1 - Plastic tube, approx. 1/2" i.d.
x 4" long
1 - Piece of Lucite, 2" square (for washers)
Schematic diagram and parts list for the second conversion
described in text.
Mount the loopstick by means of an L-shaped bracket bolted to
the side of the hearing-aid case. Mount a binding post for an antenna,
or merely solder a wire in place after you have determined the proper
Connect the parallel coil and capacitor combination to the microphone
terminals as shown in the schematic. You will probably note that
no detector is employed - detection of the radio signal takes place
in the grid circuit of the first audio stage. Volume and tone controls
on the hearing aid are undisturbed; they can be used to control
sound coming from the earphone. Adjust the coil slug for best performance
over the whole band.
A more compact receiver may be devised by using a coil from a
456-kc. i.f. transformer. The coil can be mounted inside the hearing-aid
enclosure (without the i.f. can, of course) but performance will
be inferior to that provided by the loopstick. An external antenna
is a "must" with this scheme.
By F. E. Bassett
The second conversion is somewhat more involved mechanically,
but has the advantage that you can unplug the tuned circuit and
use the hearing aid for what it was originally intended - a hearing
aid. Proper switching for this purpose is accomplished in the plug
and jack arrangement, as shown in the schematic diagram.
A glance at the photos and diagrams will give you a general idea
of the jack and plug assembly. The tuned circuit components, L1
and C1, and the rectifier CR1 are all mounted inside a plastic tube
about 3" long, having an inside diameter of 1/2". Suitable plugs
and washers for the assembly are cut from a sheet of 1/8"-thick
To reduce the size of the coil, remove the solder lugs. Then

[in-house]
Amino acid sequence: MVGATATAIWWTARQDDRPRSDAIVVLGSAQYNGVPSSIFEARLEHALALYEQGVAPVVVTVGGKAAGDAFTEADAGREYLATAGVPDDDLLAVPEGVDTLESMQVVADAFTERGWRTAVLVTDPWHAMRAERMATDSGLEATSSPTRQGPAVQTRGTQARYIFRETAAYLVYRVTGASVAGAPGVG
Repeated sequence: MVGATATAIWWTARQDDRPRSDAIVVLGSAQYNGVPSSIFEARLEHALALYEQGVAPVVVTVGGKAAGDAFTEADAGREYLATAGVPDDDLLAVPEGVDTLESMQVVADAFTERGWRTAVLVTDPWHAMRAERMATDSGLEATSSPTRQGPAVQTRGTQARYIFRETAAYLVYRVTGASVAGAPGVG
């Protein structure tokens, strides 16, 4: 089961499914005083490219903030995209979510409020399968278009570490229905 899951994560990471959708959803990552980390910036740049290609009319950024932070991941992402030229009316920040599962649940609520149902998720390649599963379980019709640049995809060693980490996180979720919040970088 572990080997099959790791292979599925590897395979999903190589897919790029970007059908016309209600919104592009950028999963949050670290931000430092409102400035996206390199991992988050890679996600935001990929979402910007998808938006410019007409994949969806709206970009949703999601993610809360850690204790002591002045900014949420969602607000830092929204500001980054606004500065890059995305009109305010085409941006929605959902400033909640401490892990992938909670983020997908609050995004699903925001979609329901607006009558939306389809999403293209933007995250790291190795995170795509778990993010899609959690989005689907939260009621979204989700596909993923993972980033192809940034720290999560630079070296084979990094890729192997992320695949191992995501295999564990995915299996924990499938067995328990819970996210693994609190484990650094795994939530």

carefully slit and remove the cardboard tube supporting the lugs.
Pry open the adjusting screw mounting slightly so that the screw
turns freely. This screw, with a suitable tuning knob made from
the cap on a can of lighter fluid or other suitable device, is used
for tuning the receiver.
Mount and solder the tuner components as shown in the pictorial
diagram, being careful not to overheat the rectifier. Cut washers
for the plug end and for the snap-in end of the coil, slip the whole
assembly inside the plastic tube, and glue the washers firmly in
place with plastic cement or acetate liquid. Be sure to bring the
antenna lead outside the case before final assembly. Mount a pen
clip as shown below.
converted unit mounted (left) in a
shirt pocket, and being tuned by adjusting the loopstick screw.
Pictorial diagram of the tuning unit. This assembly mounts inside
of a plastic tube.
Cross section of jack assembly (below) shows various connections.
Lead colors are optional.
Now wire up the jack as shown in the cross-sectional view, cut
suitable washers from the Lucite sheet, and assemble inside a 5/8"
length of plastic tubing - gluing the washers firmly in place. It
is a good idea to use color-coded leads to make certain that you
wire the plug to the hearing aid correctly.
Remove the hearing aid assembly from its case. Unsolder the microphone
input lead, and connect the three leads from the plug as shown in
the cross section, and in the schematic. Protect these three leads
with spaghetti tubing. Re-install assembly in case.
With the tuner unplugged, the hearing aid should operate normally,
Plug in the tuner, and clip the antenna lead to a metal lamp shade,
phone finger stop, or outside antenna. Then turn up the volume,
and hunt for stations by turning the coil adjusting screw. You should
receive several stations with good volume and clarity.
By eliminating the 330-μμfd. capacitor across the coil,
the author was able to tune in a number of ham stations. Try experimenting
with different capacitors to see how many short-wave stations you
assembly (left), including loopstick tuning unit and antenna with
clip, the hearing aid with jack added for radio operation, and the
Posted November 17, 2014